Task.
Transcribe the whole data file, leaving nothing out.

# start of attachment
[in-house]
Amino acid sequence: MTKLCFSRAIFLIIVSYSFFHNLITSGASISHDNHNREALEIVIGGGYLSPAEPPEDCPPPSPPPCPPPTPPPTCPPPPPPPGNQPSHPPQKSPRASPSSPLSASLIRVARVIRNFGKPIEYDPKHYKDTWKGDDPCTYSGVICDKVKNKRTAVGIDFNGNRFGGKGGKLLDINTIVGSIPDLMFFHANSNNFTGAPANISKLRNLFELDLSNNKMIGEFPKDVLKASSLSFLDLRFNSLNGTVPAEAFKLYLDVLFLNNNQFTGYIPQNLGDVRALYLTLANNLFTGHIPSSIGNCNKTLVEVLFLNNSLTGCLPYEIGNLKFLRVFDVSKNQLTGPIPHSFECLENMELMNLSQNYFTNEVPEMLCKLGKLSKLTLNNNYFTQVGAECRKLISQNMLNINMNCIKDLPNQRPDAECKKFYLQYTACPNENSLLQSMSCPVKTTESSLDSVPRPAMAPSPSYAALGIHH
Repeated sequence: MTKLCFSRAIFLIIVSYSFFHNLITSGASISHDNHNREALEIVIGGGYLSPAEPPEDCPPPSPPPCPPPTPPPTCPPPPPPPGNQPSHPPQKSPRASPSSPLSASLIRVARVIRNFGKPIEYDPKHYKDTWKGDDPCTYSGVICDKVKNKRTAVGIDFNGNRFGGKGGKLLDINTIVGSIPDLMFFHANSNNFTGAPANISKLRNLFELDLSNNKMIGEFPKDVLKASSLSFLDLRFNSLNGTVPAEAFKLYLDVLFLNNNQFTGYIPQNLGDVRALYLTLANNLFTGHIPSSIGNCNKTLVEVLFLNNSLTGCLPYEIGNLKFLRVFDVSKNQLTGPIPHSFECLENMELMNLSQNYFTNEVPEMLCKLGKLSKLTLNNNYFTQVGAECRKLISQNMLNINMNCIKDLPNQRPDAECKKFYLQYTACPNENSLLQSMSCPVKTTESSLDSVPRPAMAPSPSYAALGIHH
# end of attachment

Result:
[in-house]
Amino acid sequence: MTKLCFSRAIFLIIVSYSFFHNLITSGASISHDNHNREALEIVIGGGYLSPAEPPEDCPPPSPPPCPPPTPPPTCPPPPPPPGNQPSHPPQKSPRASPSSPLSASLIRVARVIRNFGKPIEYDPKHYKDTWKGDDPCTYSGVICDKVKNKRTAVGIDFNGNRFGGKGGKLLDINTIVGSIPDLMFFHANSNNFTGAPANISKLRNLFELDLSNNKMIGEFPKDVLKASSLSFLDLRFNSLNGTVPAEAFKLYLDVLFLNNNQFTGYIPQNLGDVRALYLTLANNLFTGHIPSSIGNCNKTLVEVLFLNNSLTGCLPYEIGNLKFLRVFDVSKNQLTGPIPHSFECLENMELMNLSQNYFTNEVPEMLCKLGKLSKLTLNNNYFTQVGAECRKLISQNMLNINMNCIKDLPNQRPDAECKKFYLQYTACPNENSLLQSMSCPVKTTESSLDSVPRPAMAPSPSYAALGIHH
Repeated sequence: MTKLCFSRAIFLIIVSYSFFHNLITSGASISHDNHNREALEIVIGGGYLSPAEPPEDCPPPSPPPCPPPTPPPTCPPPPPPPGNQPSHPPQKSPRASPSSPLSASLIRVARVIRNFGKPIEYDPKHYKDTWKGDDPCTYSGVICDKVKNKRTAVGIDFNGNRFGGKGGKLLDINTIVGSIPDLMFFHANSNNFTGAPANISKLRNLFELDLSNNKMIGEFPKDVLKASSLSFLDLRFNSLNGTVPAEAFKLYLDVLFLNNNQFTGYIPQNLGDVRALYLTLANNLFTGHIPSSIGNCNKTLVEVLFLNNSLTGCLPYEIGNLKFLRVFDVSKNQLTGPIPHSFECLENMELMNLSQNYFTNEVPEMLCKLGKLSKLTLNNNYFTQVGAECRKLISQNMLNINMNCIKDLPNQRPDAECKKFYLQYTACPNENSLLQSMSCPVKTTESSLDSVPRPAMAPSPSYAALGIHH